Dale Wilsey Jr. is a friend and poet I’ve met over the last year. He has no qualms writing honest poems about sex and relationships, but I’ve also heard him read moving poems that explore  father/son relationships. You should check out his blog by clicking here.

Amye Barresse Archer is a friend I’ve made through the Wilkes University Graduate Creative Writing Program, where we both completed an M.A. and M.F.A.  in creative writing. She’s a witty, talented memoirist and poet. The latest collection of poems she’s working on is set to the 80s hair metal scene! How cool is that? She also just started a reading series in the Scranton area called Prose in Pubs. You should check out her blog here.

Rachael Goetzke is another friend I made through the Wilkes Program. She’s currently working on a memoir about the importance of music, especially Pearl Jam, in her life. Like her memoir, her poetry is also filled with references to music and pop culture. She is also a co-founder and editor of the literary journal Word Fountain. The new music-themed issue will be available at ZineFest. Check out her blog here.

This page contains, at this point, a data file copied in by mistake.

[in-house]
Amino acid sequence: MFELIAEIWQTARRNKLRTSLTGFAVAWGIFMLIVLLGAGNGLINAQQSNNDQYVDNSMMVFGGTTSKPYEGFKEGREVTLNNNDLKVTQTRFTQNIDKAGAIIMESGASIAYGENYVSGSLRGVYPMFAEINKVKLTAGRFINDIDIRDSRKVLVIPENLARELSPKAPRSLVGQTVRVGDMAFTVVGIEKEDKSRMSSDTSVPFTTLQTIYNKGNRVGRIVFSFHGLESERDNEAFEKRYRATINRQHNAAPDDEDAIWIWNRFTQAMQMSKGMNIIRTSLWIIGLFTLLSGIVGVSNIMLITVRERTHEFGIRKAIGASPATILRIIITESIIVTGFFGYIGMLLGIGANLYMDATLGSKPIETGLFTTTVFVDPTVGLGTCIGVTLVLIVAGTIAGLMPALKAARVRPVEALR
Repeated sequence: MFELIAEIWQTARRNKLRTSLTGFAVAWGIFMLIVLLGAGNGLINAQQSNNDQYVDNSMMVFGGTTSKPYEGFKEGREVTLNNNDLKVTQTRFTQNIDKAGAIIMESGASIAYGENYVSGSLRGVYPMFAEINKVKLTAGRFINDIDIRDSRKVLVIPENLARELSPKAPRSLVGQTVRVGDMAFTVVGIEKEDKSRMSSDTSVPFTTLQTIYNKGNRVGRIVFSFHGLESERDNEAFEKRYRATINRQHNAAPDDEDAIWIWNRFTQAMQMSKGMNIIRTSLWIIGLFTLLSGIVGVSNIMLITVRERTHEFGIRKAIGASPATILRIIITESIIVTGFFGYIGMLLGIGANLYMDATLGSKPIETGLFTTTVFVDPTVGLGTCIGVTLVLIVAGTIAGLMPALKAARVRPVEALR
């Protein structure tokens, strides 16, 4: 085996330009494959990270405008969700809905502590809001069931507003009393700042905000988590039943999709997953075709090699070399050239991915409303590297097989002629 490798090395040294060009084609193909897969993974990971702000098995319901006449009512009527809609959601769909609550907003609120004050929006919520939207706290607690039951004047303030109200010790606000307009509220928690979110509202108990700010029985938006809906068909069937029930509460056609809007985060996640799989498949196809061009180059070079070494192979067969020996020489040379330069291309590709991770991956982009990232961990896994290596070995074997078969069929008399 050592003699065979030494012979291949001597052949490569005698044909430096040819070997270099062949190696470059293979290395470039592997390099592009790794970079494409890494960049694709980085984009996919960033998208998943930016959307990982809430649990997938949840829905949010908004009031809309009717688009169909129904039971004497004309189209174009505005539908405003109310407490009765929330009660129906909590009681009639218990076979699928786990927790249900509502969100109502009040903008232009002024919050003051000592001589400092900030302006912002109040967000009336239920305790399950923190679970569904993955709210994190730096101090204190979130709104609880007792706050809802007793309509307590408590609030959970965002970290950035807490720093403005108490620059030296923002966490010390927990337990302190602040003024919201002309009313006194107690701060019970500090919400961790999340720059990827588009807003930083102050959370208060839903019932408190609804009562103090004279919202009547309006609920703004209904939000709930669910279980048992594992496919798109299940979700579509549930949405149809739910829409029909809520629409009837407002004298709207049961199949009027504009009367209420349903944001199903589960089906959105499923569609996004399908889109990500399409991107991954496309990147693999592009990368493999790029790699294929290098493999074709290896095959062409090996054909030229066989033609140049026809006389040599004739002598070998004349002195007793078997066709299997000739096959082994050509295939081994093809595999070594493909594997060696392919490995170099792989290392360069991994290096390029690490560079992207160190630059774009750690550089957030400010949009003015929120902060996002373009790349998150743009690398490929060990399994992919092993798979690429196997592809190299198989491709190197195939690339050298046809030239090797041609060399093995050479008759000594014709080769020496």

I’ll also be reading at the event, and if you reading this blog, then you probably know my work. But if you just stumbled upon this blog, and want a sample of my stuff, check out my site here.

Also, if you are interested in showcasing your zine, poetry chapbook, jewelry, or art, there is still some time to sign up for a table. Just check the ZineFest website for more info. The cut-off date to get a table is Friday, May 27.

And before you come to the reading, make sure to check out all of the vender tables from noon-3 p.m. along Center Street.


Through Scranton may not be Manhattan, Baltimore, Philly, Boston, or any of the other big cities along the East Coast, I’ve always been surprised how strong of an art community this area has. If you don’t believe me, come to downtown Scranton during First Friday when the weather is warm, and you’ll see the art galleries packed.